In which we continue with the trivia of summer in Berlin...
I've just been push-polled! I was sitting here about 5:30 this afternoon, minding my own business, and the phone rang. "Hello, can you answer a few questions?" Maybe; I'm working at the moment. "Ah. These will just be quick questions." Okay. Never mind that I do everything I can to wreck these things because of the assumptions they have: I love to say I read 8-10 magazines a month -- which I do -- and then not check a single one of the (German) ones they list. Hey, folks, you're not alone here, you know!
"What is your age?" I told her. "Are you retired, or -- wait, you said you were working. Do you work for someone or are you independent?" Independent. "What's your profession?" Journalist. "And your income?" Varies (to put it mildly). "Are you happy with the amount you pay in taxes?" Whoa! That's a push if I ever heard one. I told her I was American, and that was that. She must've been disappointed: she'd reached someone the right age, living in the East, self-employed... Exactly the target audience.
What's going on here, of course, is the upcoming election, barely a month away. One of the big issues is that the CSU/CDU, who are currently the front-runners, have pretty much admitted they're going to have to raise taxes in order to put the economy back on the rails. Poetic justice, of course: if they hadn't bungled the Wiedervereinigung, the unification, so badly, if Helmut "I am not bribeable" Kohl (yes, he actually said that the other day) hadn't run an administration filled with bribe-takers and influence-peddlers, if the economic transition had been handled carefully, this might not be necessary.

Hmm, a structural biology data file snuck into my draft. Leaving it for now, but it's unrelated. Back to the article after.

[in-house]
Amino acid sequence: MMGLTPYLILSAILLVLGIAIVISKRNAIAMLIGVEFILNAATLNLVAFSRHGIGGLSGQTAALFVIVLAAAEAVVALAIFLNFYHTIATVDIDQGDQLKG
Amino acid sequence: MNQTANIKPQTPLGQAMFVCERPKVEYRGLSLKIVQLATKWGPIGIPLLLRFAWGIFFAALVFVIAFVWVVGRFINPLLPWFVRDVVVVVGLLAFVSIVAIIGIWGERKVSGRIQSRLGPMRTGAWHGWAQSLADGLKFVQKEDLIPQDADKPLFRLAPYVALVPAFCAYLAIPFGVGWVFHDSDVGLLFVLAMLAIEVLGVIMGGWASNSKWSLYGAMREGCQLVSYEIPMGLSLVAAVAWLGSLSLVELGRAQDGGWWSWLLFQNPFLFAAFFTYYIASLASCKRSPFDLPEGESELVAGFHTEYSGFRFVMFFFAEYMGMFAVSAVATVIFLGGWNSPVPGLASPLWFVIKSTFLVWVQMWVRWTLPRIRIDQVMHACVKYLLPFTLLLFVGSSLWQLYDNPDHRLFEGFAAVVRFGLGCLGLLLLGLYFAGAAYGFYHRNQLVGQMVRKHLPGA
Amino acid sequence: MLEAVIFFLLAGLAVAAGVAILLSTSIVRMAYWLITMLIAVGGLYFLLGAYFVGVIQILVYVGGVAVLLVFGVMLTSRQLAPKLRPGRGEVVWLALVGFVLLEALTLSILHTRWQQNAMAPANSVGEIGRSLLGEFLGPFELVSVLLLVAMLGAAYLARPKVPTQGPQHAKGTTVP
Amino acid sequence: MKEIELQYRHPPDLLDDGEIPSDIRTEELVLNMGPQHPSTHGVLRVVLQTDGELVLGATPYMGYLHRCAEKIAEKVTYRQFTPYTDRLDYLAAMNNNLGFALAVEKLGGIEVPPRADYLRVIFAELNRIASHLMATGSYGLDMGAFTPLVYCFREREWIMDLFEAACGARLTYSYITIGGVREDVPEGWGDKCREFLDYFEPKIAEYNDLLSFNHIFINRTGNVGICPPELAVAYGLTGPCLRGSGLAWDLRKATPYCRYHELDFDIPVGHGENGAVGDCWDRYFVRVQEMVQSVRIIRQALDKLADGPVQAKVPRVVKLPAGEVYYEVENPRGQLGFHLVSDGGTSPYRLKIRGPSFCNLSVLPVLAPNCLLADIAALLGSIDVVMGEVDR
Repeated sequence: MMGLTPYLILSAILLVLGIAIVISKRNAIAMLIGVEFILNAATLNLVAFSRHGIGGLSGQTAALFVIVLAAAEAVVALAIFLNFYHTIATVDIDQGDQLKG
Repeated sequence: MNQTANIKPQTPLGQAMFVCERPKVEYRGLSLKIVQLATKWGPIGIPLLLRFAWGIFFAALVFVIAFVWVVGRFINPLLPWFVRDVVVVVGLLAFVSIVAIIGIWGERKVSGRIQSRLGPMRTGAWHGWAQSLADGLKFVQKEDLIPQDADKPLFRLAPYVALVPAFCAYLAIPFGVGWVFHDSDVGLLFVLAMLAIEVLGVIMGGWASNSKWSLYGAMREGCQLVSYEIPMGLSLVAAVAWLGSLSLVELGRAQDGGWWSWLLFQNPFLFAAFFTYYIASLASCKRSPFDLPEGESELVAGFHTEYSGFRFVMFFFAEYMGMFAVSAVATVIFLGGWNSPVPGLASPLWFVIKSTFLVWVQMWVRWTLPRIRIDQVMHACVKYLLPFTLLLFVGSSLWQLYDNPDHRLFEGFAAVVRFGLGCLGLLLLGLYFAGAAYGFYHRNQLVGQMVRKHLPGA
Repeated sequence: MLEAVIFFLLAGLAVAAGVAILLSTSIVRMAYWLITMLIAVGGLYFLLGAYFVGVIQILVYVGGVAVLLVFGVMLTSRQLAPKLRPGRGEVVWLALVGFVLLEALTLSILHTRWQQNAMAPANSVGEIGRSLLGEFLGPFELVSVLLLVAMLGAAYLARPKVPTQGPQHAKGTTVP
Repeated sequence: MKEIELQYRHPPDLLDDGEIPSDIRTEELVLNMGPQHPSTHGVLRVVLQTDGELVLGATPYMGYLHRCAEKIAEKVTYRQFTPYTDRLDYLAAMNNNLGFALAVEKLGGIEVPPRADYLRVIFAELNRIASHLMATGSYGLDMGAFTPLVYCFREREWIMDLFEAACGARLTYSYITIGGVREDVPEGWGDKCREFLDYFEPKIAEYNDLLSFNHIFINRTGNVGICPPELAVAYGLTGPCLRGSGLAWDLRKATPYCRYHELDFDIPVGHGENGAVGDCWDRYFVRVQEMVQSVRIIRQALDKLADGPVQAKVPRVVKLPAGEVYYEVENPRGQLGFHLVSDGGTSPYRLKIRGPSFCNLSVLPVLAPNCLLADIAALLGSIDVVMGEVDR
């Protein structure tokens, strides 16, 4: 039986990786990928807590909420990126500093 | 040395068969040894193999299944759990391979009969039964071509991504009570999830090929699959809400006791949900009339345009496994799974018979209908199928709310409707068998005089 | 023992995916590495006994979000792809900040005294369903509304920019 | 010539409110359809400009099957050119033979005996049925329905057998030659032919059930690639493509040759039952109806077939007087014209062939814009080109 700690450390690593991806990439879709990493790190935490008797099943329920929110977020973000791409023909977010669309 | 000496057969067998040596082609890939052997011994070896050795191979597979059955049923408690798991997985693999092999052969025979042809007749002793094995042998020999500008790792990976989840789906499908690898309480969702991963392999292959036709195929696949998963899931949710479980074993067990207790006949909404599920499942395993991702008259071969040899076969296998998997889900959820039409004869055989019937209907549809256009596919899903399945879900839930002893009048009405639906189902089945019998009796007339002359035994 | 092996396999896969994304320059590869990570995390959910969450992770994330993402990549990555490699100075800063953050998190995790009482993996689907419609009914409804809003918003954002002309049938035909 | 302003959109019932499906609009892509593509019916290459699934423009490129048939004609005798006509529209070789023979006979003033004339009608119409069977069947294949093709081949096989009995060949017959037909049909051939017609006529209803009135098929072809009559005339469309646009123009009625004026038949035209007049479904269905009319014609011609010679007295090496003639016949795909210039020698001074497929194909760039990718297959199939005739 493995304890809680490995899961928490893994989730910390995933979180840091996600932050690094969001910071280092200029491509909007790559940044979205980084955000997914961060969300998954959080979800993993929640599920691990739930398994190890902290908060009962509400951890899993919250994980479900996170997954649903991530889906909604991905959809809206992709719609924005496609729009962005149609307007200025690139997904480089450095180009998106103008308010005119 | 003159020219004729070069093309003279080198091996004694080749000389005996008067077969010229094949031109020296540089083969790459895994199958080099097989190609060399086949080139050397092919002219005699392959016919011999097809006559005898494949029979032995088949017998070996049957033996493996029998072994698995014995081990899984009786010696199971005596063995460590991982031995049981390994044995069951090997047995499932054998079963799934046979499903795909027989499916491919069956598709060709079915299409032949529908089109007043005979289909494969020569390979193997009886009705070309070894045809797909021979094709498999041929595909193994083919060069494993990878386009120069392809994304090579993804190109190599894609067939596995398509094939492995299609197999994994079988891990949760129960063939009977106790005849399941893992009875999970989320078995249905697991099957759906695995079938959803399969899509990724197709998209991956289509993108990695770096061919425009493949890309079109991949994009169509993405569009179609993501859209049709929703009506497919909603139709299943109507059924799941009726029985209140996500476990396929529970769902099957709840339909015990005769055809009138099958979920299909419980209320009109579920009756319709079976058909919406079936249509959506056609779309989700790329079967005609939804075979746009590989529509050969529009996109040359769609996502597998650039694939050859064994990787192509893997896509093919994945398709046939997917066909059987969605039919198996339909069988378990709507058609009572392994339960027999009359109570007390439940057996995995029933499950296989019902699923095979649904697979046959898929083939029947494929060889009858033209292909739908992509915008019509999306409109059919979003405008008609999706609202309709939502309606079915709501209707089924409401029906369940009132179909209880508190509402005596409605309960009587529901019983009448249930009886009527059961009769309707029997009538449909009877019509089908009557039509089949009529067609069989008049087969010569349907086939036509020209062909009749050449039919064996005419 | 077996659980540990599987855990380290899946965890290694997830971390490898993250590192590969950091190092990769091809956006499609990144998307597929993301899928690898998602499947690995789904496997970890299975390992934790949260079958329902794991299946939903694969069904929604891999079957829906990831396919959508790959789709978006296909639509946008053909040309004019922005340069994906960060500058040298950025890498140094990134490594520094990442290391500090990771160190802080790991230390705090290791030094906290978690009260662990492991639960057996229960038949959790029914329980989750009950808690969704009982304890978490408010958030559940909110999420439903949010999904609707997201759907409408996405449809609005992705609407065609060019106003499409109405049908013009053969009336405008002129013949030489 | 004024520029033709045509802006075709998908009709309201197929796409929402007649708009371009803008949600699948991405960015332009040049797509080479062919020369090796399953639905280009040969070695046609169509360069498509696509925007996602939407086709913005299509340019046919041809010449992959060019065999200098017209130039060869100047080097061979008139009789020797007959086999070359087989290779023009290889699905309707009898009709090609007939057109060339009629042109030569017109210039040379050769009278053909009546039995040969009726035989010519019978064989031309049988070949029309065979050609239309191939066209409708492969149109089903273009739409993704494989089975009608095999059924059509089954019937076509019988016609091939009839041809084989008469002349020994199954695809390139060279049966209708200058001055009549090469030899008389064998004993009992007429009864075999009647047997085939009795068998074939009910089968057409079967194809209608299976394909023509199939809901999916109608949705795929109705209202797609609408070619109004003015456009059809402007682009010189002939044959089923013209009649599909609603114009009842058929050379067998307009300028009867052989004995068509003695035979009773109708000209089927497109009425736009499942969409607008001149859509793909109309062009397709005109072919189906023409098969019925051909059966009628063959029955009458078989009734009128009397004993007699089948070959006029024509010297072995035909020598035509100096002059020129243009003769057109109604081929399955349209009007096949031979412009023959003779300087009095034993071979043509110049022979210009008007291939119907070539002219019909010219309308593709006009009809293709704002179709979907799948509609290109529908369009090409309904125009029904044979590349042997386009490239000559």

But, like, whatever, right? I mean, I can't vote because I'm not a full-blooded German of German ancestry. I still wonder about the thousands of Turks around me, three generations strong by now, who've been disenfranchised since they got off the plane 40-odd years ago. Now that the chances of their homeland coming into the EU are bleak indeed, one wonders if they wish they could vote. (Great article by William Pfaff in the New York Review of Books analyzing this so-called "EU constitutional crisis," incidentally).
But, whatever. It's Sommerloch.
I realize that "German men's fashion" is an oxymoron, but the stuff they can sell to 20-something working class men in my neighborhood continues to boggle me. I just saw a guy, on my way to the store, walking with his girlfriend. He had on sand-colored wide-wale corduroy long shorts which came to below his knees. But an arc from the upper thighs to just above his ass had been cut out and a hunk of camo-printed cloth sewn in there. I think somewhere there's a cabal of German-haters who design these things, but that just has to be the ugliest thing I've seen anybody wearing in some months.
Subscribe to: Post Comments (Atom)
Just for the record: you do not have to be a full-blooded German of German ancestry to become a German citizen. After having lived for eight years in Germany, you can apply for German citizenship (granted, with a lot of requirements: you have to speak German, have to be employed, etc.). If you are born in Germany and one of your parents has lived in Germany for more than eight years, you are automatically German. Once you are 23 years old, you have to decide whether you want to keep German citizenship or whatever other nationality you belong to. So the real problem is dual citizenship, not gaining German citizenship. Which, of course, is not to say that it's much harder to become a German citizen than a US citizen, say. Anyway, a good number of Turks decide to become German citizens every year, based on German immigration law, you can look up the numbers at www.destatis.de, just do a search for "Einbürgerung".
That's funny. At virtually the same time you were being "push-polled" (a term I don't think I've heard before) the same thing was happening to me. Except my phone call was clearly from an organization trying to get marijuana decriminalized in San Francisco. It didn't even seem like the writer of the questions had made any effort to conceal the orgnization's bias.
I went with the most outrageous answers I could, just on principle. Although I didn't disagree with any of them.
Aha, Chaussee, I didn't realize that. I'd been told that yes, you could become a citizen if you passed a number of exams, one of which was set up to prove that you possessed "a German sense of Ordnung," which made my mind reel. I'm aware, of course, that there's a Turkish member of the Greens in the Bundestag, and figured that's what he did. But thanks for clearing that up.
Ah..bad fashion sense...and I thought that market was cornered by the County Fair goers of my fine state...
Post a Comment